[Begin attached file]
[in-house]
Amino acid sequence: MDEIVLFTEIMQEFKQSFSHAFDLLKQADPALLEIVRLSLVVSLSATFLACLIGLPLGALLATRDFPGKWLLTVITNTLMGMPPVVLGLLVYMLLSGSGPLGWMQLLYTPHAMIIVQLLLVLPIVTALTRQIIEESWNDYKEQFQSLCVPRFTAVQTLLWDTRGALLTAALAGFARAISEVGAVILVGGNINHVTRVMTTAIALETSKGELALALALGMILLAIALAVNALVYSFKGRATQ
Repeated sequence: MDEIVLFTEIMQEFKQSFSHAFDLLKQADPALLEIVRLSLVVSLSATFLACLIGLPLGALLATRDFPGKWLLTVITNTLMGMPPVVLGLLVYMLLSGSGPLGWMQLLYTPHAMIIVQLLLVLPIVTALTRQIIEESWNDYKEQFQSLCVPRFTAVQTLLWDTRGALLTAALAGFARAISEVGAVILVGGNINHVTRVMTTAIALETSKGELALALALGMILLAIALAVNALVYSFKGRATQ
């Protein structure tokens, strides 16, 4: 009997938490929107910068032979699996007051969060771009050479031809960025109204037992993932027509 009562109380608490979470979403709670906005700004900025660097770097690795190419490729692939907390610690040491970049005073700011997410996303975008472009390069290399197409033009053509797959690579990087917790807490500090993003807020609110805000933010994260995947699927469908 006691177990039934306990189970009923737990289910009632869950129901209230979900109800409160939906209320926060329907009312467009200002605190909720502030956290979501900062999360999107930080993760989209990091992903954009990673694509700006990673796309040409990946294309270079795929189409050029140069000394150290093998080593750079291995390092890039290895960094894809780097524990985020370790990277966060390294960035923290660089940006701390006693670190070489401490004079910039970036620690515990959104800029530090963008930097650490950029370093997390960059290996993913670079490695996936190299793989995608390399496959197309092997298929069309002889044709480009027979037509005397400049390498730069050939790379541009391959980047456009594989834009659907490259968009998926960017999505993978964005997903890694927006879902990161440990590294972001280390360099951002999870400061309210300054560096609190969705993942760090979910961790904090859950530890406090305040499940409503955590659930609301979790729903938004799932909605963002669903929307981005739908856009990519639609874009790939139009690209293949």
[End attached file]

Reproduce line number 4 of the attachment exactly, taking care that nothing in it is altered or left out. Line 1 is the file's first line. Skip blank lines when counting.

């Protein structure tokens, strides 16, 4: 009997938490929107910068032979699996007051969060771009050479031809960025109204037992993932027509 009562109380608490979470979403709670906005700004900025660097770097690795190419490729692939907390610690040491970049005073700011997410996303975008472009390069290399197409033009053509797959690579990087917790807490500090993003807020609110805000933010994260995947699927469908 006691177990039934306990189970009923737990289910009632869950129901209230979900109800409160939906209320926060329907009312467009200002605190909720502030956290979501900062999360999107930080993760989209990091992903954009990673694509700006990673796309040409990946294309270079795929189409050029140069000394150290093998080593750079291995390092890039290895960094894809780097524990985020370790990277966060390294960035923290660089940006701390006693670190070489401490004079910039970036620690515990959104800029530090963008930097650490950029370093997390960059290996993913670079490695996936190299793989995608390399496959197309092997298929069309002889044709480009027979037509005397400049390498730069050939790379541009391959980047456009594989834009659907490259968009998926960017999505993978964005997903890694927006879902990161440990590294972001280390360099951002999870400061309210300054560096609190969705993942760090979910961790904090859950530890406090305040499940409503955590659930609301979790729903938004799932909605963002669903929307981005739908856009990519639609874009790939139009690209293949």